Modeling the Impact of COVID-19 Vaccination in Lebanon: A Call to Speed-Up Vaccine Roll Out Journal Articles uri icon

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  • Four months into the SARS-CoV-2 vaccination campaign, only 10.7% of the Lebanese population have received at least one dose, raising serious concerns over the speed of vaccine roll-out and its impact in the event of a future surge. Using mathematical modeling, we assessed the short-term impact of various vaccine roll-out scenarios on SARS-CoV-2 epidemic course in Lebanon. At current population immunity levels, estimated by the model at 40% on 15 April 2021, a large epidemic wave is predicted if all social distancing restrictions are gradually eased and variants of concern are introduced. Reaching 80% vaccine coverage by the end of 2021 will flatten the epidemic curve and will result in a 37% and 34% decrease in the peak daily numbers of severe/critical disease cases and deaths, respectively; while reaching intermediate coverage of 40% will result in only a 10–11% decrease in each. Reaching 80% vaccine coverage by August would prevent twice as many severe/critical disease cases and deaths than if it were reached by December. Easing restrictions over a longer duration resulted in more favorable vaccination impact. In conclusion, for vaccination to have impact in the short-term, scale-up has to be rapid and reach high coverage (at least 70%), while sustaining social distancing measures during roll-out. At current vaccination pace, this is unlikely to be achieved. Concerted efforts need to be made to overcome local challenges and substantially scale up vaccination to avoid a surge that the country, with its multiple crises and limited health-care capacity, is largely unprepared for.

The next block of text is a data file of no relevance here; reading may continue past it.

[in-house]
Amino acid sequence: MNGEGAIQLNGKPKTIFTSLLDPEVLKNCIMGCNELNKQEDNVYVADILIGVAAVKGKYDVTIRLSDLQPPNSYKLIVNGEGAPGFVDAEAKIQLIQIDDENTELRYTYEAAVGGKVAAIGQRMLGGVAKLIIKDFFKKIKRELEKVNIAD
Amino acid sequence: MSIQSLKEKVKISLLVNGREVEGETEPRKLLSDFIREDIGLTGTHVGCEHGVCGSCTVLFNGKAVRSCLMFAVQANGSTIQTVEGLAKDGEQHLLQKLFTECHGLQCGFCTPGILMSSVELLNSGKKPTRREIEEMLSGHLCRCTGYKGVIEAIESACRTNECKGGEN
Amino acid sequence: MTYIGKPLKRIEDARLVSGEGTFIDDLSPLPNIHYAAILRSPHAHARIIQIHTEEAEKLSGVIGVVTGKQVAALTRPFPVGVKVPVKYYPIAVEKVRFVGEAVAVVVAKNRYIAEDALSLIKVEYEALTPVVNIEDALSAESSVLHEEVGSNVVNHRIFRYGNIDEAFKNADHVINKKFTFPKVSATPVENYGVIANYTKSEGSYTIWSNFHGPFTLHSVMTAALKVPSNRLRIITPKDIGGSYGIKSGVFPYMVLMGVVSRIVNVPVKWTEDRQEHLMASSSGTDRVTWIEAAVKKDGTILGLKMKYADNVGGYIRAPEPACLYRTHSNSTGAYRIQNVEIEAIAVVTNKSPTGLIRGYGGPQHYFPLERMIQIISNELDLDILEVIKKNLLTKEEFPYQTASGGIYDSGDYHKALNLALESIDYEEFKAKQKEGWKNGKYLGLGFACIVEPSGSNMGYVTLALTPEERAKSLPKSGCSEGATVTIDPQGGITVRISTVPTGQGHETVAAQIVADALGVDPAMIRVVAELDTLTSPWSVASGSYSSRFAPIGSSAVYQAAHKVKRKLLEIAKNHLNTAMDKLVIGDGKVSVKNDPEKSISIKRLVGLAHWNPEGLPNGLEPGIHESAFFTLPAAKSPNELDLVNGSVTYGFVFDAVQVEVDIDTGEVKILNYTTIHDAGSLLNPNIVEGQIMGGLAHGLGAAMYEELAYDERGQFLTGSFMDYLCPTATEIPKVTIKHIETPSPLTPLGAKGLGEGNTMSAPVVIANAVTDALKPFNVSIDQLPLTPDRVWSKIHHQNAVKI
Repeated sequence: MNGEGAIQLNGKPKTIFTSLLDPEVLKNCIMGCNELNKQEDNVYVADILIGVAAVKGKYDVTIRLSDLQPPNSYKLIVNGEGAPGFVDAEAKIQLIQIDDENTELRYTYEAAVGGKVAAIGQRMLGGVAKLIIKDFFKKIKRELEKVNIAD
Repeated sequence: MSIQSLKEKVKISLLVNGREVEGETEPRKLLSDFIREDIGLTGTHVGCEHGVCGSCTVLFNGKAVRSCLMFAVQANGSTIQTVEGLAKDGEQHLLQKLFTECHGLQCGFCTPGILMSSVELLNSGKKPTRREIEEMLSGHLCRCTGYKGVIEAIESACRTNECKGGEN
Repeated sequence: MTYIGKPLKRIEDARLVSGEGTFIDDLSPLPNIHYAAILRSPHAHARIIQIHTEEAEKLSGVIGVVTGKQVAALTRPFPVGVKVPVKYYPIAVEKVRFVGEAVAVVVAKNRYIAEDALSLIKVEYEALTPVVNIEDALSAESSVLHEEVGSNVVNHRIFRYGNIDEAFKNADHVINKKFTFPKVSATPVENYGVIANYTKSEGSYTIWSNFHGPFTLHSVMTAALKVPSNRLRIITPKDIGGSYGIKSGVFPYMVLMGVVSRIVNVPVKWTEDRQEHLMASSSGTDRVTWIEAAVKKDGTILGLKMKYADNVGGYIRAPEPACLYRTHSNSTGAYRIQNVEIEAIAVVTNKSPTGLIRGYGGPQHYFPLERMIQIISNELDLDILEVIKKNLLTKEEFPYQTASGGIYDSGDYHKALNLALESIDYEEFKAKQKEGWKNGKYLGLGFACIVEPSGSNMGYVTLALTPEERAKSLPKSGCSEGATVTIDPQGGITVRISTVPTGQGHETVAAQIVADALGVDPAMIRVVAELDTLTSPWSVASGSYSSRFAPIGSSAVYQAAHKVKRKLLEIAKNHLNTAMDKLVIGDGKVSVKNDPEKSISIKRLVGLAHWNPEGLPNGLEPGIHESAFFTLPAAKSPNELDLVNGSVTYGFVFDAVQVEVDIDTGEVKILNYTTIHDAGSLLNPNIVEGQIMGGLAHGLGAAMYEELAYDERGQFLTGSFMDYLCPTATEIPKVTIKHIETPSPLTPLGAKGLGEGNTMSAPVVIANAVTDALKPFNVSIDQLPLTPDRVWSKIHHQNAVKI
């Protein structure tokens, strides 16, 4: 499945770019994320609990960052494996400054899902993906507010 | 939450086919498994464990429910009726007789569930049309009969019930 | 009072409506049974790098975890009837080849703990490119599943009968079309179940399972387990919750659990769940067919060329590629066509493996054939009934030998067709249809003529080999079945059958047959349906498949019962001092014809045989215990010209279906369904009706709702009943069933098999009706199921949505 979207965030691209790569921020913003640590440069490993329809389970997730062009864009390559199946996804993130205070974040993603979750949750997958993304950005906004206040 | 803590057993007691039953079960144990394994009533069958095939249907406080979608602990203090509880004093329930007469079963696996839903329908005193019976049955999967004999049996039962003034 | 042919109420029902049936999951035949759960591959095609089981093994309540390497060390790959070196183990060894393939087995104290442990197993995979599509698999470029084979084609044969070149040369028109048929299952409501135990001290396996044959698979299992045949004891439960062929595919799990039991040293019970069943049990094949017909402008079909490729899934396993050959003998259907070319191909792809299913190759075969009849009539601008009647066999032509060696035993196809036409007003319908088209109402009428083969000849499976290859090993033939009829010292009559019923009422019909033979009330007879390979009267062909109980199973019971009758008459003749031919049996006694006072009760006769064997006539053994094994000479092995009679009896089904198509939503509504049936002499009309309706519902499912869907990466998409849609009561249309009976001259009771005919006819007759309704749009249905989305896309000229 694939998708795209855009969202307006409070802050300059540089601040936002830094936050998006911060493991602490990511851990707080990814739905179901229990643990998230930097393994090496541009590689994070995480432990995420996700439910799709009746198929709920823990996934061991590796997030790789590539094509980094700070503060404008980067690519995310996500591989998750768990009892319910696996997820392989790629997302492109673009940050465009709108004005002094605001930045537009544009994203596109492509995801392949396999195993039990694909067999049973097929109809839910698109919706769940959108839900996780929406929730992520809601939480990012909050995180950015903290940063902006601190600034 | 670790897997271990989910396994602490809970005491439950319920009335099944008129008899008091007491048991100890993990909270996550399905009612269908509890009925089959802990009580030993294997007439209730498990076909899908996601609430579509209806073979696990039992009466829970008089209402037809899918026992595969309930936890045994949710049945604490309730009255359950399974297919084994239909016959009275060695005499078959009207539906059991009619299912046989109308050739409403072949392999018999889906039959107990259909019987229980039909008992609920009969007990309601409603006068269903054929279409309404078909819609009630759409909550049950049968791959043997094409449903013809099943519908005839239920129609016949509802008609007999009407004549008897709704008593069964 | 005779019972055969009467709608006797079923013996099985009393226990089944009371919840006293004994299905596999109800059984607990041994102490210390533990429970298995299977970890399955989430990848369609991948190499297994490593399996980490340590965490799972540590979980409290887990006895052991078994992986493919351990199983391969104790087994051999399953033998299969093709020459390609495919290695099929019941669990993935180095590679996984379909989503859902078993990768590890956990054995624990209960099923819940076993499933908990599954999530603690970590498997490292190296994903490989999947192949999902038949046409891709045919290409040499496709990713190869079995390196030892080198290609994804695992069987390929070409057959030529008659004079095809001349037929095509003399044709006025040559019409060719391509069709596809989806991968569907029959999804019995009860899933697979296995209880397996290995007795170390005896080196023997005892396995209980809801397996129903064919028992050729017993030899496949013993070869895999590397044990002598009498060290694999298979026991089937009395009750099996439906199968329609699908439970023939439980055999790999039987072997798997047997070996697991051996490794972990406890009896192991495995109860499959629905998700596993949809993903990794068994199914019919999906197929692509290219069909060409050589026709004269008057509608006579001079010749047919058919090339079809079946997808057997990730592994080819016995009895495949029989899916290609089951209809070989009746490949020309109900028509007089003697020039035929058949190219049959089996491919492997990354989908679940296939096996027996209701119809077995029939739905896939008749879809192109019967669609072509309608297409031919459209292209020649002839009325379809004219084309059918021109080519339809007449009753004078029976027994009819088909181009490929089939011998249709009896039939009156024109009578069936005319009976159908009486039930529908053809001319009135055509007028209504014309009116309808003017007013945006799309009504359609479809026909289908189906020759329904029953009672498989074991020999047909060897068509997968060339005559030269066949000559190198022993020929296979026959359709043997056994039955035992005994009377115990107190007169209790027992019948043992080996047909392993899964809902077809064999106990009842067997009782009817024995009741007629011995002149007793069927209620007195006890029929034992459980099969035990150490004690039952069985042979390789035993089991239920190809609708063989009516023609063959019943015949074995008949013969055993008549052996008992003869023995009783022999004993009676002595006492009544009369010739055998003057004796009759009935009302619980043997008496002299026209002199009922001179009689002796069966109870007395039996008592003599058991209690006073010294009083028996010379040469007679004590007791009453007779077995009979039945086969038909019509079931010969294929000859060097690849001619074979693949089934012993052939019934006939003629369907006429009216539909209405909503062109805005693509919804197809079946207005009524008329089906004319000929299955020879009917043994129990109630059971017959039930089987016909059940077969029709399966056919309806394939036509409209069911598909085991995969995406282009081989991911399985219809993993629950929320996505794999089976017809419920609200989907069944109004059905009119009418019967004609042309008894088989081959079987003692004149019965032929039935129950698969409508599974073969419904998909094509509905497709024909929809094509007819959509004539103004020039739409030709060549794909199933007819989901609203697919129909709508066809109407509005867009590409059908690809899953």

• Mumtaz, Ghina R
  • El-Jardali, Fadi
  • Jabbour, Mathilda
  • Harb, Aya
  • Abu-Raddad, Laith J
  • Makhoul, Monia

publication date

  • June 25, 2021